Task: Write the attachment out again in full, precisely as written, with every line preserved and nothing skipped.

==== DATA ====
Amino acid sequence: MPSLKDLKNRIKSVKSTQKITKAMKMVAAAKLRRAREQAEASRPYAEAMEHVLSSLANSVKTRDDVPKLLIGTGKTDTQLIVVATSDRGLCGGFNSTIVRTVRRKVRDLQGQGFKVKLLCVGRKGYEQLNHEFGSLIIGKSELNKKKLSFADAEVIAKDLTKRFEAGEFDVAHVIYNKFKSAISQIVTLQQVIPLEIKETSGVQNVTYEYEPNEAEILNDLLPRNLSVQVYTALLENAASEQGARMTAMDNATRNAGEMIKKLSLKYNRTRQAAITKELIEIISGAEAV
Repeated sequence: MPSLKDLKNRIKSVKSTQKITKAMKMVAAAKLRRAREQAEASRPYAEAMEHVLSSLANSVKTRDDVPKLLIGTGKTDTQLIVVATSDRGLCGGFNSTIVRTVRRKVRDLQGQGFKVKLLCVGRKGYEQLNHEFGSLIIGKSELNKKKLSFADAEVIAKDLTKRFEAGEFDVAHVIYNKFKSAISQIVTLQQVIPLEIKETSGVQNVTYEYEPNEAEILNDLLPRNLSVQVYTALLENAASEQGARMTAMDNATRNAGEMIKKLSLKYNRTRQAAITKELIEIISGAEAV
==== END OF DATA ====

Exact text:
Amino acid sequence: MPSLKDLKNRIKSVKSTQKITKAMKMVAAAKLRRAREQAEASRPYAEAMEHVLSSLANSVKTRDDVPKLLIGTGKTDTQLIVVATSDRGLCGGFNSTIVRTVRRKVRDLQGQGFKVKLLCVGRKGYEQLNHEFGSLIIGKSELNKKKLSFADAEVIAKDLTKRFEAGEFDVAHVIYNKFKSAISQIVTLQQVIPLEIKETSGVQNVTYEYEPNEAEILNDLLPRNLSVQVYTALLENAASEQGARMTAMDNATRNAGEMIKKLSLKYNRTRQAAITKELIEIISGAEAV
Repeated sequence: MPSLKDLKNRIKSVKSTQKITKAMKMVAAAKLRRAREQAEASRPYAEAMEHVLSSLANSVKTRDDVPKLLIGTGKTDTQLIVVATSDRGLCGGFNSTIVRTVRRKVRDLQGQGFKVKLLCVGRKGYEQLNHEFGSLIIGKSELNKKKLSFADAEVIAKDLTKRFEAGEFDVAHVIYNKFKSAISQIVTLQQVIPLEIKETSGVQNVTYEYEPNEAEILNDLLPRNLSVQVYTALLENAASEQGARMTAMDNATRNAGEMIKKLSLKYNRTRQAAITKELIEIISGAEAV